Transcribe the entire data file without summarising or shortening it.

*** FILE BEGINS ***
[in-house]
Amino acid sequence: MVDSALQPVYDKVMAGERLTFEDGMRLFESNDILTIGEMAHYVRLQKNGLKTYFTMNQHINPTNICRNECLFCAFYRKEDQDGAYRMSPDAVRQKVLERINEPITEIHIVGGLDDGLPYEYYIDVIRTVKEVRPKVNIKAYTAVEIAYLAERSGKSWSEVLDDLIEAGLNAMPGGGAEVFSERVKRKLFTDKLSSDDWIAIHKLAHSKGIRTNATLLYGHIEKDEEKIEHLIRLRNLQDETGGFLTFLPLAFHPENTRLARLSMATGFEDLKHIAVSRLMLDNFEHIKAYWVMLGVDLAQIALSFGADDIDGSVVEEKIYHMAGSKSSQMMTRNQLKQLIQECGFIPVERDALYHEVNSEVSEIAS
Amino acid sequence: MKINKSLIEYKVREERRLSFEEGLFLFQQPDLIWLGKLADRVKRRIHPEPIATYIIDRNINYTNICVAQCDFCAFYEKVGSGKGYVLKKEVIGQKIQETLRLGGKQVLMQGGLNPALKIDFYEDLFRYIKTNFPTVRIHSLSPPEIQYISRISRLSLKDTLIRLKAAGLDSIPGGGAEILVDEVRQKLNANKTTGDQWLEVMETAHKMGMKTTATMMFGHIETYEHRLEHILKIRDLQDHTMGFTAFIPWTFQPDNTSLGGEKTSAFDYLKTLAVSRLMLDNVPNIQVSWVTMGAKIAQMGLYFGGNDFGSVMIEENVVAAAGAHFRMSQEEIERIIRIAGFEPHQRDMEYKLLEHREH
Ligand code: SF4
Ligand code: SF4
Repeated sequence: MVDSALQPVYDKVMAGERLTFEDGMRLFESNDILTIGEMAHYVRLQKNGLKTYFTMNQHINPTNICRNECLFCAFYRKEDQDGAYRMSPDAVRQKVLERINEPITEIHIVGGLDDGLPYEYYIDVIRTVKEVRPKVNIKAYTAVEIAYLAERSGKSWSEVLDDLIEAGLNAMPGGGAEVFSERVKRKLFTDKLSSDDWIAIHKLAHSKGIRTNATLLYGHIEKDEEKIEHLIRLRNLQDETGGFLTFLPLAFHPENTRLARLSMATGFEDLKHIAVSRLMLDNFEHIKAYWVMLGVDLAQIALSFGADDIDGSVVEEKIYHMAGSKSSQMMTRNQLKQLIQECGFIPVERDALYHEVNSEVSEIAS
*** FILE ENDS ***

[in-house]
Amino acid sequence: MVDSALQPVYDKVMAGERLTFEDGMRLFESNDILTIGEMAHYVRLQKNGLKTYFTMNQHINPTNICRNECLFCAFYRKEDQDGAYRMSPDAVRQKVLERINEPITEIHIVGGLDDGLPYEYYIDVIRTVKEVRPKVNIKAYTAVEIAYLAERSGKSWSEVLDDLIEAGLNAMPGGGAEVFSERVKRKLFTDKLSSDDWIAIHKLAHSKGIRTNATLLYGHIEKDEEKIEHLIRLRNLQDETGGFLTFLPLAFHPENTRLARLSMATGFEDLKHIAVSRLMLDNFEHIKAYWVMLGVDLAQIALSFGADDIDGSVVEEKIYHMAGSKSSQMMTRNQLKQLIQECGFIPVERDALYHEVNSEVSEIAS
Amino acid sequence: MKINKSLIEYKVREERRLSFEEGLFLFQQPDLIWLGKLADRVKRRIHPEPIATYIIDRNINYTNICVAQCDFCAFYEKVGSGKGYVLKKEVIGQKIQETLRLGGKQVLMQGGLNPALKIDFYEDLFRYIKTNFPTVRIHSLSPPEIQYISRISRLSLKDTLIRLKAAGLDSIPGGGAEILVDEVRQKLNANKTTGDQWLEVMETAHKMGMKTTATMMFGHIETYEHRLEHILKIRDLQDHTMGFTAFIPWTFQPDNTSLGGEKTSAFDYLKTLAVSRLMLDNVPNIQVSWVTMGAKIAQMGLYFGGNDFGSVMIEENVVAAAGAHFRMSQEEIERIIRIAGFEPHQRDMEYKLLEHREH
Ligand code: SF4
Ligand code: SF4
Repeated sequence: MVDSALQPVYDKVMAGERLTFEDGMRLFESNDILTIGEMAHYVRLQKNGLKTYFTMNQHINPTNICRNECLFCAFYRKEDQDGAYRMSPDAVRQKVLERINEPITEIHIVGGLDDGLPYEYYIDVIRTVKEVRPKVNIKAYTAVEIAYLAERSGKSWSEVLDDLIEAGLNAMPGGGAEVFSERVKRKLFTDKLSSDDWIAIHKLAHSKGIRTNATLLYGHIEKDEEKIEHLIRLRNLQDETGGFLTFLPLAFHPENTRLARLSMATGFEDLKHIAVSRLMLDNFEHIKAYWVMLGVDLAQIALSFGADDIDGSVVEEKIYHMAGSKSSQMMTRNQLKQLIQECGFIPVERDALYHEVNSEVSEIAS